Hunting Humans
MTI // R // $24.95 // July 22, 2003
Review by Mike Long | posted August 3, 2003
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The Movie

I used to have a soft spot for low-budget films which presented a good idea, but didn't have enough money/materials/resources to make a good movie. However, there have been pleny of low-budget films that work. So, I stopped feeling sorry those movies, and now I just call them as I see them. And Hunting Humans is one that I wished I hadn't seen.

Aric Blue (Rick Ganz)is a serial killer who refers to his killings as "hunting humans". He prides himself on his skills as a killer, and gives the viewer copious details about his mannerisms and habits. Aric maintains a legitimate cover by working as a mortgage loan officer (I knew it!). Aric's bizarre world is turned upside-down when he learns that he is being pursued by another serial killer. He must now learn who this other killer is before he becomes a victim himself.

Hunting Humans is the epitome of a low-budget stinker. The majority of the film focuses solely on one character (Aric), and we learn about Aric through reams of voice-over dialogue. These voice-overs seem to go on forever, and while Ganz has a good voice, the monotonous information about killing gets old. To be fair, the movie definitely comes to life when the second serial killer twist is revealed, but this resuscitation only lasts for a few minutes. The idea of a serial killer pursuing another murderer isn't necessarily an original one (at one point, there was a rumor that this would be the plot for the novel "Hannibal"), but it is a good idea. But, it's squandered here, as Hunting Humans drones on and on, offering little action or anything else of interest.

Pacing and plot problems aside, the main problem with Hunting Humans is that in order to succeed, the audience must not only like Aric, but identify with him. That's asking way too much of any sane audience. Sure, viewers have taken to killers from Hannibal Lecter to Leatherface, but there's little to like about Aric. Not only is he a serial murderer, but he's an ass as well. So, when another killer is pursuing him, the audience simply doesn't care. Instead of Hunting Humans, hunt for another selection in the video store.


Hunting Humans comes to DVD from MTI Home Video. The film has been letterboxed at 1.78:1, but the transfer is not anamporphic. The film was clearly shot on either Super 8mm or 16mm, and the image looks awful. There have been examples of nice looking 16mm transfers in the past, but this isn't one of them. The image is very cloudy and muddy. There is constant pixellation. To put it simply, the picture looks like streaming video coming through a dial-up internet connection. The night-time scenes look even worse, as the action is difficult to discern and the pixellation is even more pronounced. The colors are OK, but there are haloes around any bright colors...or moving objects for that matter.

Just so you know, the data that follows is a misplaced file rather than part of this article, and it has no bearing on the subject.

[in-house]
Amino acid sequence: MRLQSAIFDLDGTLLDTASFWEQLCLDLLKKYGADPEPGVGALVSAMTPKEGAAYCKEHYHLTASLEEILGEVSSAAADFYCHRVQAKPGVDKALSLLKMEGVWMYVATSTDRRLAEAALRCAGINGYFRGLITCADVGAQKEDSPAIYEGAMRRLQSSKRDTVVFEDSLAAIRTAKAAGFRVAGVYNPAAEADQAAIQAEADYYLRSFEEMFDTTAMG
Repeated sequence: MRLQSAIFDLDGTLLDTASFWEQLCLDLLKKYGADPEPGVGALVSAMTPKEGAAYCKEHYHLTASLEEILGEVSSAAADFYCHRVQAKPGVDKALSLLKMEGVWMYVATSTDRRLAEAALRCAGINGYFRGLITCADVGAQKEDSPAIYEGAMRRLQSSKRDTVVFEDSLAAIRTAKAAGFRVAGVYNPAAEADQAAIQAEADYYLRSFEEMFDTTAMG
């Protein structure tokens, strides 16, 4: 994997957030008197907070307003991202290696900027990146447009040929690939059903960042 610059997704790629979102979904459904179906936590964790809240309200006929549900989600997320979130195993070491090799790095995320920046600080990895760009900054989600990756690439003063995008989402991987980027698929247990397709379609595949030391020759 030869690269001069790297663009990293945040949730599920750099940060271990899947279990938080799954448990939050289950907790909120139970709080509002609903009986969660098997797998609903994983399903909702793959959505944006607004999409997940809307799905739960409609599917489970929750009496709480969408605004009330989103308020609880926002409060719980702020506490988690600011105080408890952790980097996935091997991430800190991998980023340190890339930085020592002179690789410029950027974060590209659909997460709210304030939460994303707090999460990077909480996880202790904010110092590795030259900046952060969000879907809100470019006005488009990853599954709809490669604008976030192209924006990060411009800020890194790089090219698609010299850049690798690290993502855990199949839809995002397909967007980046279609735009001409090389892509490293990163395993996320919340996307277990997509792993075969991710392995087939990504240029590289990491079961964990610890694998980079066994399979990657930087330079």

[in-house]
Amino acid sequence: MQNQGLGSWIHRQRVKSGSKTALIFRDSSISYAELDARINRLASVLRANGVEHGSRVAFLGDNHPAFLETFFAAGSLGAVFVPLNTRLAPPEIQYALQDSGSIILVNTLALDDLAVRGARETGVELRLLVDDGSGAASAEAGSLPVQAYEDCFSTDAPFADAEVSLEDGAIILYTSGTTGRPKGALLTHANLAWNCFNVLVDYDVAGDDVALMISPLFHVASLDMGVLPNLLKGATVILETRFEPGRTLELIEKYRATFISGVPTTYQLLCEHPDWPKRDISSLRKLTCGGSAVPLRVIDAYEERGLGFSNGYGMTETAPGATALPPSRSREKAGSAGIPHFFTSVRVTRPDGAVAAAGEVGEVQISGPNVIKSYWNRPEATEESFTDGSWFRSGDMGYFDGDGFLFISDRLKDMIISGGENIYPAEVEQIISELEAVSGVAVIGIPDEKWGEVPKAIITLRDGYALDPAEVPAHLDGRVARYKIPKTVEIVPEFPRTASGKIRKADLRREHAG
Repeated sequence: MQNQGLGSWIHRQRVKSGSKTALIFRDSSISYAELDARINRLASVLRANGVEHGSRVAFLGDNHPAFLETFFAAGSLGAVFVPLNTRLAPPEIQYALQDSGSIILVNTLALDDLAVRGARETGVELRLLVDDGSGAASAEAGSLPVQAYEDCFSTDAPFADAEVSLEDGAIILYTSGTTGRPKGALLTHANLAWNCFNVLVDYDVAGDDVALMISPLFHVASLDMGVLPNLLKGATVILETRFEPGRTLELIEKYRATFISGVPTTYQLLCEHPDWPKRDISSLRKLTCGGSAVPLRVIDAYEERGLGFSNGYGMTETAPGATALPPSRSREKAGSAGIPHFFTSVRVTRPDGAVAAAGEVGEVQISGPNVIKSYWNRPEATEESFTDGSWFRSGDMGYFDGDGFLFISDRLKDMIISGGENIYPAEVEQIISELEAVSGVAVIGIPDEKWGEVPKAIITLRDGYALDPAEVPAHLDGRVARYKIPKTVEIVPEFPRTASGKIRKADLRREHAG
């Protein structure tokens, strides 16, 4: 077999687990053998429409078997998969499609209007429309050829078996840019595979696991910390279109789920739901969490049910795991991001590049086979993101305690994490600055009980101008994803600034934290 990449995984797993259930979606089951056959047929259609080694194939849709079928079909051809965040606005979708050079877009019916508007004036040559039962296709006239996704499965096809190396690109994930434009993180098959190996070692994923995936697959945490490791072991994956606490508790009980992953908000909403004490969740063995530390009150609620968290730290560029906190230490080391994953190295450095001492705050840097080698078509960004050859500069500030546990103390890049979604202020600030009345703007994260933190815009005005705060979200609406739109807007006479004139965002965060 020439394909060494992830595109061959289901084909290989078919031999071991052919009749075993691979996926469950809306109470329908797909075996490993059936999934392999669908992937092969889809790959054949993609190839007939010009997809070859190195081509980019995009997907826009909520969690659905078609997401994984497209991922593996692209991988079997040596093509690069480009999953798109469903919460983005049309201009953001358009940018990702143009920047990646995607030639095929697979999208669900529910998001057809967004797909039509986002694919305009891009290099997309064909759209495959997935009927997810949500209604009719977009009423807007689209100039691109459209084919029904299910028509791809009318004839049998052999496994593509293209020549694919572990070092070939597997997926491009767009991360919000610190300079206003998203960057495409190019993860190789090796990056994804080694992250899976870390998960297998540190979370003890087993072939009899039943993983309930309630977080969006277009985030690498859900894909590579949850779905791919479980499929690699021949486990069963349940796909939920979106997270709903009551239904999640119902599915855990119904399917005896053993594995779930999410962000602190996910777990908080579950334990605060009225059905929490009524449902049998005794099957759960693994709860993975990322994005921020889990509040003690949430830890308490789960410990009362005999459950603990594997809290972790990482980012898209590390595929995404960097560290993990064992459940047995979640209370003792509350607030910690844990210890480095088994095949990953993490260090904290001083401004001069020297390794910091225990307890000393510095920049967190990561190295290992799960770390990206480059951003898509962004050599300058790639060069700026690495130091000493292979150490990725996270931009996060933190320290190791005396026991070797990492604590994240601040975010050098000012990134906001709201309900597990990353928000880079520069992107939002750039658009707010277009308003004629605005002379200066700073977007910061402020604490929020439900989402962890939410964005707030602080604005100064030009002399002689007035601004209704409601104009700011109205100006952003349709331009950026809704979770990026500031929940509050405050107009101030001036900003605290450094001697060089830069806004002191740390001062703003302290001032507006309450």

The DVD contains a digital 2.0 stereo audio track. This tracks is almost as disasterous as the video. It's clear that much of the film was shot MOS (without sound), thus we have all of that voice-over. The voice-over material sounds fine and comes through loud and clear. But, the scenes which involve sync-sound dialouge are distorted, and at a low volume. Thus, the overall balance of the track is skewed. The sound effects, obvioulsy added in post-production, sound fine, but, once again, are much louder than the dialogue scenes.


For a low-budget exercise, Hunting Humans contains a surrpising amount of extras. We start with an audio commentary featuring writer/director Kevin Kangas and star Rick Ganz. This is a fun commentary as this duo (who have worked together for years) share a load of information about the shooting of the film. It's a relief to hear them be candid about the movie's short comings. Even more knowledge is imparted in "Beneath the Glassy Surface", a 50-minute making-of featurette, which includes tons of behind-the-scenes video footage, as well as interviews with Kangas and Ganz. Besides detailing the making of Hunting Humans, this featurette also explores the working history of Ganz and Kangas. At nearly an hour, this segment is too long, but it is certainly in-depth. The DVD contains a 14-minute gag reel of outtakes from the production, as well as a trailer for Hunting Humans, which is letterboxed at 1.78:1. The extras are rounded out by a still gallery featuring behind-the-scenes photos, and biographies for Ganz and Kagans.

As a fan of hororr films, I'm always willing to give almost any film a try. Hunting Humans had potential in its somewhat original story, but the script couldn't overcome the film's financial limitations. Ganz and Kangas are already working on their next film, and perhaps this time they'll have the resources to bring their fulfilled vision to the screen.

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